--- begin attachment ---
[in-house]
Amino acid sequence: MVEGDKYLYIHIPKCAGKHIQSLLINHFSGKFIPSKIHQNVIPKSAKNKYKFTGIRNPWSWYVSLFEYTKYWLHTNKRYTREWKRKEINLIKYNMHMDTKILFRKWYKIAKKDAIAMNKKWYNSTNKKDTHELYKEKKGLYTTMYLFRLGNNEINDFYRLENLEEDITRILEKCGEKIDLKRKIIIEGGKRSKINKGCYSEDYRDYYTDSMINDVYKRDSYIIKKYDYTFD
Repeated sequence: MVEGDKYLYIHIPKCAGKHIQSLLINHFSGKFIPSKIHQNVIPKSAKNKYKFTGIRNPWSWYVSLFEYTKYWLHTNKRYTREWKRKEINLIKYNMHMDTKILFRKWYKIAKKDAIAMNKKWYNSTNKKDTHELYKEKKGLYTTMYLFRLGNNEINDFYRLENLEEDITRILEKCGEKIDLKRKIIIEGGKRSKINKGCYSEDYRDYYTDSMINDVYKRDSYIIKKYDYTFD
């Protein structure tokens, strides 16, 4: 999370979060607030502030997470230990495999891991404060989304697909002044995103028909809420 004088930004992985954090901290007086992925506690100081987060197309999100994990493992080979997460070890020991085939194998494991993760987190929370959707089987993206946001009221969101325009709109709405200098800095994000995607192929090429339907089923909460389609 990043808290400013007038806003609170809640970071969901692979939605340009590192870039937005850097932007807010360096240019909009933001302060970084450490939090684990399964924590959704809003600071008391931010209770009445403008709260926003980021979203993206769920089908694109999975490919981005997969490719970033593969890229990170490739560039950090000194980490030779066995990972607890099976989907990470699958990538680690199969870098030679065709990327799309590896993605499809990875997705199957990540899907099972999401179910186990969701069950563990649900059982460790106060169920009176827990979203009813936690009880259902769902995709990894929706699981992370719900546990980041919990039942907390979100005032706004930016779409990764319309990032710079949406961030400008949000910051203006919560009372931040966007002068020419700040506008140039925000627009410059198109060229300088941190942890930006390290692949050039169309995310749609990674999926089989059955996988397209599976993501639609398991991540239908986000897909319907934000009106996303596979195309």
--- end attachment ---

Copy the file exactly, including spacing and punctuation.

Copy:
[in-house]
Amino acid sequence: MVEGDKYLYIHIPKCAGKHIQSLLINHFSGKFIPSKIHQNVIPKSAKNKYKFTGIRNPWSWYVSLFEYTKYWLHTNKRYTREWKRKEINLIKYNMHMDTKILFRKWYKIAKKDAIAMNKKWYNSTNKKDTHELYKEKKGLYTTMYLFRLGNNEINDFYRLENLEEDITRILEKCGEKIDLKRKIIIEGGKRSKINKGCYSEDYRDYYTDSMINDVYKRDSYIIKKYDYTFD
Repeated sequence: MVEGDKYLYIHIPKCAGKHIQSLLINHFSGKFIPSKIHQNVIPKSAKNKYKFTGIRNPWSWYVSLFEYTKYWLHTNKRYTREWKRKEINLIKYNMHMDTKILFRKWYKIAKKDAIAMNKKWYNSTNKKDTHELYKEKKGLYTTMYLFRLGNNEINDFYRLENLEEDITRILEKCGEKIDLKRKIIIEGGKRSKINKGCYSEDYRDYYTDSMINDVYKRDSYIIKKYDYTFD
């Protein structure tokens, strides 16, 4: 999370979060607030502030997470230990495999891991404060989304697909002044995103028909809420 004088930004992985954090901290007086992925506690100081987060197309999100994990493992080979997460070890020991085939194998494991993760987190929370959707089987993206946001009221969101325009709109709405200098800095994000995607192929090429339907089923909460389609 990043808290400013007038806003609170809640970071969901692979939605340009590192870039937005850097932007807010360096240019909009933001302060970084450490939090684990399964924590959704809003600071008391931010209770009445403008709260926003980021979203993206769920089908694109999975490919981005997969490719970033593969890229990170490739560039950090000194980490030779066995990972607890099976989907990470699958990538680690199969870098030679065709990327799309590896993605499809990875997705199957990540899907099972999401179910186990969701069950563990649900059982460790106060169920009176827990979203009813936690009880259902769902995709990894929706699981992370719900546990980041919990039942907390979100005032706004930016779409990764319309990032710079949406961030400008949000910051203006919560009372931040966007002068020419700040506008140039925000627009410059198109060229300088941190942890930006390290692949050039169309995310749609990674999926089989059955996988397209599976993501639609398991991540239908986000897909319907934000009106996303596979195309």